So You Want to Be President? by Judith St. George

So You Want to Be PresidentNon-fiction books have come a long way since the days of dull, dry, illustration-free text of my childhood. Caldecott Medal-winner So You Want to Be President is a prime example. Filled with the bright, cartoon-like illustrations that won it the Caldecott, this book is perfect for the budding politician. It discusses everything about being President from the good (Presidents don’t have to take out the garbage!) and the bad (lots of homework!) to what you should be named (statistically, you’d do well to be a James, John or William). It examines the birthplaces of former heads-of-state, their girth and personalities, their families and their pets. On a more serious note, it discusses various presidential actions (like the founding of the Peace Corps and soup kitchens, the purchase of the Louisiana Territory, and a few scandals) and talks about the prerequisites of the job and how some might have been better at it than others.

The Presidents are not arranged chronologically so it wouldn’t be a book to use as a history lesson, but instead categorizes them according to a topic (who was born in a log cabin, who had a large family, etc) and not every Commander-in-Chief is mentioned in the text. However, at the end of the book is a more formal timeline that can be used for reference. Ultimately, the book is provides a new way to spark an interest in the goings-on of the Oval Office. This book is really for the younger set—my 5 year old loves all the random facts—so it’s recommended for the K-2nd grader.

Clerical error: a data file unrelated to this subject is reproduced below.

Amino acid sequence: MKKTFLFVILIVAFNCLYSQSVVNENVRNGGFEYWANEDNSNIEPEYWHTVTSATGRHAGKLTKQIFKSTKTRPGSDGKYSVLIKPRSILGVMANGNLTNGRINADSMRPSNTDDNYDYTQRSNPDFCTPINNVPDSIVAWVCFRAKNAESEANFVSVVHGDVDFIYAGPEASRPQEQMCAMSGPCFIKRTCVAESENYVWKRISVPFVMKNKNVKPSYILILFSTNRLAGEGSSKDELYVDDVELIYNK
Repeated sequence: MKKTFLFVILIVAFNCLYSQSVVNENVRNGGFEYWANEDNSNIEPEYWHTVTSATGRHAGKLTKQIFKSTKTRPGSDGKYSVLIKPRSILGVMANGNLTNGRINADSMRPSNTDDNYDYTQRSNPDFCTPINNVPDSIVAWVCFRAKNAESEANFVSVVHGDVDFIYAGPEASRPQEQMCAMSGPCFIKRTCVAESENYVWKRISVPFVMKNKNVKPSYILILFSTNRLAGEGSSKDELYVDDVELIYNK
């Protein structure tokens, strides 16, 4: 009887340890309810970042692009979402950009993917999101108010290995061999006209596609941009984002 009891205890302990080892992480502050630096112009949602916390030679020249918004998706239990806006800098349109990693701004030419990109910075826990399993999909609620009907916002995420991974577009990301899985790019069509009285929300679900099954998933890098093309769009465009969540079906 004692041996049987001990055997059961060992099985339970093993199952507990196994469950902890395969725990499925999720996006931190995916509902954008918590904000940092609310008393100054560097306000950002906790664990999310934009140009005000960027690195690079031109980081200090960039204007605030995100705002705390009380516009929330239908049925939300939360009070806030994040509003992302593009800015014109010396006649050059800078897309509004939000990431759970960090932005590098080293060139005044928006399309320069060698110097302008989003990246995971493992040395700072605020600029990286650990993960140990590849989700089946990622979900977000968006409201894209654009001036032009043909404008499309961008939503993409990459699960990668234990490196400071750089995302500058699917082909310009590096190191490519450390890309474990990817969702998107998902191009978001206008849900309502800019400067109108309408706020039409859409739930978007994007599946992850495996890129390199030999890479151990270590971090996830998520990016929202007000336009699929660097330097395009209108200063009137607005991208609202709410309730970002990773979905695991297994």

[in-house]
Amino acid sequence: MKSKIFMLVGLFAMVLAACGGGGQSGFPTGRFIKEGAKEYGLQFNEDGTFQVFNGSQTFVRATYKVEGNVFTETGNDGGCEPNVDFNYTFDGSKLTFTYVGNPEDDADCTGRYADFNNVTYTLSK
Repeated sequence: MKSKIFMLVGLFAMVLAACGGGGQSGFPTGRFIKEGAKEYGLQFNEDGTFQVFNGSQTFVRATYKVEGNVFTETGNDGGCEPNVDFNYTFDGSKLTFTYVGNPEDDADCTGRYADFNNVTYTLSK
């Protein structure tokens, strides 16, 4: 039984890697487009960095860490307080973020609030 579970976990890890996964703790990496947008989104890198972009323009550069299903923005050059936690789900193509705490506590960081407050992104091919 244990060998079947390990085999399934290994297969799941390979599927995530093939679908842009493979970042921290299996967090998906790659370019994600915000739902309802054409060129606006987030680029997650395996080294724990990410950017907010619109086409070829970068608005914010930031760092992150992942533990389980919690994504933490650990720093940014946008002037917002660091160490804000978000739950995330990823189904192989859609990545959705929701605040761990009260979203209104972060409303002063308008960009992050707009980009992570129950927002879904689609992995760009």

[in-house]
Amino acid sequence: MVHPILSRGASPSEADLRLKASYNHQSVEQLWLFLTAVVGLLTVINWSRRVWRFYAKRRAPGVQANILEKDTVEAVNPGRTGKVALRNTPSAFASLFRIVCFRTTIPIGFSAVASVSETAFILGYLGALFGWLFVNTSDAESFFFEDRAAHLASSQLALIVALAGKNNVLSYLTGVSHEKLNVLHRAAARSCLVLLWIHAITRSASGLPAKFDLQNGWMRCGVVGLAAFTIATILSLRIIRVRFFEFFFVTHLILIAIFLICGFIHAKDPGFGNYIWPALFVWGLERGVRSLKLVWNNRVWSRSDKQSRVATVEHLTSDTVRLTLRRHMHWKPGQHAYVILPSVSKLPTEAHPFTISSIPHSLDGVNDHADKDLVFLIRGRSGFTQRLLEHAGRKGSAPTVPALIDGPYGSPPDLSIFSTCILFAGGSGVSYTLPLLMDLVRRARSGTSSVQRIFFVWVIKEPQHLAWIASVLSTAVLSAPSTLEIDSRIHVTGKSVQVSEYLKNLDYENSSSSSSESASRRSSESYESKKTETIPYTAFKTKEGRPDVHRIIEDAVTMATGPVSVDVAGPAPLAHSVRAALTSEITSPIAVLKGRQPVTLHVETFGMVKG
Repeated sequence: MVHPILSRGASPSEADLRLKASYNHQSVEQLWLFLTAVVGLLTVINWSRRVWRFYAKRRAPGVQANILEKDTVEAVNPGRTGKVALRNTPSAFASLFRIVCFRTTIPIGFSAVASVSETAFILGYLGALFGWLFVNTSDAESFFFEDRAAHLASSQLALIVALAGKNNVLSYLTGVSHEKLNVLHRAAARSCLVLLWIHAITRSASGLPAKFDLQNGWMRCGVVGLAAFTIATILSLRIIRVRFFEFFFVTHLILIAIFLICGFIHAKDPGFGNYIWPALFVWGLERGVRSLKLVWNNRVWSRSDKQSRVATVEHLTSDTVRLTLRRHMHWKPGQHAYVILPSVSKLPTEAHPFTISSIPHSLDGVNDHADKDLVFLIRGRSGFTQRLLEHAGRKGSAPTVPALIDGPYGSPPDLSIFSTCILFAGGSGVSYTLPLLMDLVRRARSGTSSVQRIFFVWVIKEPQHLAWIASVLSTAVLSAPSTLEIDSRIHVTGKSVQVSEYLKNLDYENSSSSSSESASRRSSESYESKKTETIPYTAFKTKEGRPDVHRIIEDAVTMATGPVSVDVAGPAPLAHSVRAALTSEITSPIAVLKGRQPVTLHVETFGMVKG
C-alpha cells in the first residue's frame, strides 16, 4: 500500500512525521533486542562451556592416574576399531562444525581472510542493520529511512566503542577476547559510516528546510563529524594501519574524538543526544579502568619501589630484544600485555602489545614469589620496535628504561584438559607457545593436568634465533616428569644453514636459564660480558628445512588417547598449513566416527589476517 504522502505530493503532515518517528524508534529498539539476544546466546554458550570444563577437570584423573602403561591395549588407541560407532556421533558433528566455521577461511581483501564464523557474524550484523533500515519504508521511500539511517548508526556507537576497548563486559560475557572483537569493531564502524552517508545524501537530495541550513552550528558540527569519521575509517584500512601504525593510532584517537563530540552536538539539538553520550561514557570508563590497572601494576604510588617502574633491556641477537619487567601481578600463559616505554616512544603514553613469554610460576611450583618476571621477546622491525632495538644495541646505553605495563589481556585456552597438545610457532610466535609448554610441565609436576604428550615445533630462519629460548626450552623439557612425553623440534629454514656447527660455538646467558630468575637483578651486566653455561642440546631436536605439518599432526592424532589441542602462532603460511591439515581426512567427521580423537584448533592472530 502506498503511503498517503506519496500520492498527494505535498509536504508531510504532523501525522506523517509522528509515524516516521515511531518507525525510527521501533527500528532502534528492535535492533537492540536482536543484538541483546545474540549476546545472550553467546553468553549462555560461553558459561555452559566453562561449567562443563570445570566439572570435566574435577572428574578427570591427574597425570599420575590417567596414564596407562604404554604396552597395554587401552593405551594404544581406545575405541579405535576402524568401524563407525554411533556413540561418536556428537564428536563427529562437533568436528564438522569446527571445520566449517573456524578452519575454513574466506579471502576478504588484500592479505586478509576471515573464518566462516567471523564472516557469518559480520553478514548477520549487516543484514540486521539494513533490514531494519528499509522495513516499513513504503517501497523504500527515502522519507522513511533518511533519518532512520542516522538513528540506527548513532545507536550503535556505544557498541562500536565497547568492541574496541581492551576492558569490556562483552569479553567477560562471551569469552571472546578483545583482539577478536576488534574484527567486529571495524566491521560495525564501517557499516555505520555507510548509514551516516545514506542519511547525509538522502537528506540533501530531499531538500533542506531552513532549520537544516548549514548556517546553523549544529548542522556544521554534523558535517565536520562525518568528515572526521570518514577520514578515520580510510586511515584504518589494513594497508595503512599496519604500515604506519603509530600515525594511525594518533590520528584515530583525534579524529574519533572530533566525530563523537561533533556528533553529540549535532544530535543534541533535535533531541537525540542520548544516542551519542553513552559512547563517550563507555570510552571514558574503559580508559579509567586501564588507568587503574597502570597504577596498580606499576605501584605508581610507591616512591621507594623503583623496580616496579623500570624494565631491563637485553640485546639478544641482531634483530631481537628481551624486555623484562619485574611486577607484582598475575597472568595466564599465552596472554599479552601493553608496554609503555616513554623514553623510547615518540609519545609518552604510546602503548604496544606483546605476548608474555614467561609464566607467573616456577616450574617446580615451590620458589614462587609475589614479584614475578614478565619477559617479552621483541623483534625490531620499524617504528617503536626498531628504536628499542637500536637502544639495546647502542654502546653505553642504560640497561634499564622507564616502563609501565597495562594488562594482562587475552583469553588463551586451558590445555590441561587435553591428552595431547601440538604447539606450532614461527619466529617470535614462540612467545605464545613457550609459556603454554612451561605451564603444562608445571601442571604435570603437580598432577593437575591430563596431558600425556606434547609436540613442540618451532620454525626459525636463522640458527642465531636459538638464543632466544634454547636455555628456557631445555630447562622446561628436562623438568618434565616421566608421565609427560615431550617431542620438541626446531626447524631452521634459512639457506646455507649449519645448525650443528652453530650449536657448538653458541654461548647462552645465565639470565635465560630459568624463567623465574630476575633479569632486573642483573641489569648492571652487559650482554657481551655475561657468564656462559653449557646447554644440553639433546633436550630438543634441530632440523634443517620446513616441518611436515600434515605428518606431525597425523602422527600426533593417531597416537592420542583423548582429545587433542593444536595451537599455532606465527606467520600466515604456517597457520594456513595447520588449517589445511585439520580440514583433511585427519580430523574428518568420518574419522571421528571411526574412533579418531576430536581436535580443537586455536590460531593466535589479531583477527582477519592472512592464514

Because the book was published in 2000, it is of course outdated, ending with the Presidency of Bill Clinton. There is an updated 2004 edition, however, which should cover the rest.

Posted by: Cindy


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